The Senate has today paid tribute to the late Senator Jeannie Ferris and urged all Australians to support this month’s Ovarian Cancer Awareness Month.
A motion* from South Australian Coalition Senators and the Shadow Parliamentary Secretary for the Status of Women, passed unanimously by the Senate this afternoon, highlights Ms Ferris’s work in establishing a Parliamentary inquiry into gynaecological cancers after being diagnosed with the disease herself in 2005.
This inquiry culminated in the Senate Committee Report, Breaking the silence: a national voice for gynaecological cancers, which saw the eventual establishment of the National Centre for Gynaecological Cancers.
“Jeannie’s work to raise awareness of ovarian cancer was a courageous and deeply personal cause,” Senator Birmingham said today.
“Her legacy continues to be celebrated by her colleagues, the medical community and those women and families touched by this devastating disease”
Ovarian cancer continues to be a silent-killer amongst Australian women. This year:
- More than 1,200 women will be diagnosed with the disease; three women every day
- 800 Australian women will lose their lives to this disease; one woman every 11 hours
- 70% of ovarian cancers are advanced at the time of diagnosis, currently there is no detection test
South Australian Coalition Senators Cory Bernardi, Simon Birmingham, Sean Edwards, David Fawcett and Mary Jo Fisher and Shadow Parliamentary Secretary for the Status of Women Michaelia Cash encouraged all Australians to mark Teal Ribbon Day on 29 February by wearing a ribbon in aid of Ovarian Cancer Australia’s support and research programs.
February is Ovarian Cancer Awareness Month. During this month, Ovarian Cancer Australia encourages the community to learn the signs and symptoms of ovarian cancer as well as raise funds in support of support programs and resources for those affected by ovarian cancer.
Jeannie Ferris was a Liberal Senator for South Australia from 1996. She was elected Deputy Government Whip in the Senate from 2001 to 2002 and subsequently Government Whip from 2003 to 2007. In 2005 she was diagnosed with ovarian cancer to which she succumbed in 2007.
*Motion as passed:
To be moved in the Senate by Senators Bernardi, Birmingham, Edwards, Fawcett, Fisher and Cash:
That this House:
a) February is Ovarian Cancer Awareness Month, a month to both raise awareness of gynaecological cancer as well as ensure all women know the symptoms of this silent-killer.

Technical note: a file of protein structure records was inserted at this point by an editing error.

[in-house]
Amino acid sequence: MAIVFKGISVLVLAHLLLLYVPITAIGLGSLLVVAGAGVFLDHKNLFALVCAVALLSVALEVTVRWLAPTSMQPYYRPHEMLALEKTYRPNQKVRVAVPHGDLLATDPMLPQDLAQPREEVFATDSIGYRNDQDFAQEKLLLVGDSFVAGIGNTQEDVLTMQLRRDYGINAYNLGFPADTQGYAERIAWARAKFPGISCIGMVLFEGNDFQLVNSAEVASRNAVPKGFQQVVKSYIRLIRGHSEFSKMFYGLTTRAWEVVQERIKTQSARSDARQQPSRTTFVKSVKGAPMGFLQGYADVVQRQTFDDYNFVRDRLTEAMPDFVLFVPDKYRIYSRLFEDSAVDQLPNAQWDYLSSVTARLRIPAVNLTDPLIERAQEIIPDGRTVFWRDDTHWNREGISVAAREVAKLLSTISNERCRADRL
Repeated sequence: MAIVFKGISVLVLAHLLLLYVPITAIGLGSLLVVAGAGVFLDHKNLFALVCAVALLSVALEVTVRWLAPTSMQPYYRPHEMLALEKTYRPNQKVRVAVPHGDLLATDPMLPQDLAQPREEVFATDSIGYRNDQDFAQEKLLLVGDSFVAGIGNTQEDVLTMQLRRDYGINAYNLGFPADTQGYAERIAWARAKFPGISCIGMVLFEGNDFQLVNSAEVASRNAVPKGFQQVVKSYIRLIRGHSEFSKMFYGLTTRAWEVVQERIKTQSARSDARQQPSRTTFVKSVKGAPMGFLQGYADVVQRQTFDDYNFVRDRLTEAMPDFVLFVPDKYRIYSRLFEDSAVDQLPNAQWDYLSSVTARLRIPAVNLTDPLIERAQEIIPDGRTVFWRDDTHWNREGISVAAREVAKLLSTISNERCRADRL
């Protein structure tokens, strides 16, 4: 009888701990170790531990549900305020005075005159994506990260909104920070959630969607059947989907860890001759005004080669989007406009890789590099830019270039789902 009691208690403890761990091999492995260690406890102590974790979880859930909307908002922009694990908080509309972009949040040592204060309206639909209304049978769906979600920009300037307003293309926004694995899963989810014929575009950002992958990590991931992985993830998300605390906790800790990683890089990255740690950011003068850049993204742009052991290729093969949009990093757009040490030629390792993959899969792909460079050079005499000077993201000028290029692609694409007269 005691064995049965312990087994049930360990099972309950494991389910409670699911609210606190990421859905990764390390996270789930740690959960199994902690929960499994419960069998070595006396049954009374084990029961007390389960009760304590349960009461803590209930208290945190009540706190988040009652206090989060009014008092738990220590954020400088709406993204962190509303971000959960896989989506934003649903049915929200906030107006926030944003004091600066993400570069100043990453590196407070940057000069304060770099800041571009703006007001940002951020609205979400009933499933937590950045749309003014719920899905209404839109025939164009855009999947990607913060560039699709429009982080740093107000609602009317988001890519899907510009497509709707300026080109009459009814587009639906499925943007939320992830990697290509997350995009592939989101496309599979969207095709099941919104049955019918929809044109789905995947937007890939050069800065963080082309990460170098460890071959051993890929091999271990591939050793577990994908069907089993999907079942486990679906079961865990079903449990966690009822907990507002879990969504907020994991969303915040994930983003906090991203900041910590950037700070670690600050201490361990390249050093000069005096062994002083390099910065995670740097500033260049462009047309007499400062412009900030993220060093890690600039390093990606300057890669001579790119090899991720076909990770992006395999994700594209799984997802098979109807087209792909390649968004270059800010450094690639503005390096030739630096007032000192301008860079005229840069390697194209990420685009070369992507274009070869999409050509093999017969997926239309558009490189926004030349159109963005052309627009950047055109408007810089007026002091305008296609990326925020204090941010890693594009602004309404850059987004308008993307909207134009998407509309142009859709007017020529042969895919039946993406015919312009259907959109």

b) Ovarian Cancer Australia invites the community to raise important funds for support programs and resources for women affected by this cancer and for a national program for ovarian cancer
c) 2012 Teal Ribbon Day is 29 February 2012, a day when all Australians are encouraged to wear a teal ribbon to support Ovarian Cancer Australia’s research programs.
d) On Valentine’s Day, Ovarian Cancer Australia encourages Australian women to K.I.S.S (Know the Important Signs and Symptoms of ovarian cancer). Recognising the important symptoms of this cancer helps in early detection, which is critical as all too often this disease is only detected in its advanced stages.
a) More than 1,200 women will be diagnosed with ovarian cancer this year; three women every day.
b) Approximately 800 Australian women will lose their battle with this disease this year; one woman every 11 hours
c) That early detection of ovarian cancer is critical. 70% of ovarian cancers are advanced at the time of diagnosis and are difficult to treat at this stage. There is no detection test for this disease. Pap smears do not detect it.
a) The work of the late Senator Jeannie Ferris, whose courageous and tenacious work to raise awareness of ovarian cancer, as well as cervical and other gynaecological cancers, was also a deeply personal cause.
b) After being diagnosed with the disease in October 2005, Senator Ferris was instrumental in launching a Parliamentary Inquiry into Gynaecological Cancers
c) This inquiry culminated in the 2006 Senate Committee Report: Breaking the silence: a national voice for gynaecological cancers
d) The findings of this report received unanimous support for increased awareness of and resources for gynaecological cancers across both major parties.
e) The then Health Minister, Mr Tony Abbott MP, and the Howard Government also agreed, as a result of the report, to provide federal government grant of $1 million for the establishment of a National Centre for Gynaecological Cancers in 2007
f) Although Senator Ferris succumbed to her illness in April 2007, her significant legacy was celebrated, and continues to be remembered, by her family, friends, colleagues, the medical community and others who are touched by ovarian, cervical and other gynaecological cancers
g) Today the Jeannie Ferris, Cancer Australia Churchill Fellowship in Gynaecological Cancers is an annual fellowship aimed at reducing the effect of gynaecological cancers on those who are touched by it, whether they be a health professional, a sufferer themselves, a family member or carer